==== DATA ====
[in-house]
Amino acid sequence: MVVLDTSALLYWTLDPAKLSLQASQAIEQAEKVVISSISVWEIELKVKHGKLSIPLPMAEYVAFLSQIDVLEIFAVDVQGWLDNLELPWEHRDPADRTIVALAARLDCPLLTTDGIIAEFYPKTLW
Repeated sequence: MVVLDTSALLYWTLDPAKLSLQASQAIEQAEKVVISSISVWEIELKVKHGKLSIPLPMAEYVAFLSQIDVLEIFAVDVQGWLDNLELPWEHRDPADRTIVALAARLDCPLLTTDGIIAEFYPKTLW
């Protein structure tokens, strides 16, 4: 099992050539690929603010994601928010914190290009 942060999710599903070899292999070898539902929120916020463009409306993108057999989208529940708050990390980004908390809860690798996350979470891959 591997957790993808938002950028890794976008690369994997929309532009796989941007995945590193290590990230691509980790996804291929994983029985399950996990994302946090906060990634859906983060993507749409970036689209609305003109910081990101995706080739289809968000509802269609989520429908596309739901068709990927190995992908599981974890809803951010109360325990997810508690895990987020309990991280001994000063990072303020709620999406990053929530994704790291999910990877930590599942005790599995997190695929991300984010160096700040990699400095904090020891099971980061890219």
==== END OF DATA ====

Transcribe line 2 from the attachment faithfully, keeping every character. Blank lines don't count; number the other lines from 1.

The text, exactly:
Amino acid sequence: MVVLDTSALLYWTLDPAKLSLQASQAIEQAEKVVISSISVWEIELKVKHGKLSIPLPMAEYVAFLSQIDVLEIFAVDVQGWLDNLELPWEHRDPADRTIVALAARLDCPLLTTDGIIAEFYPKTLW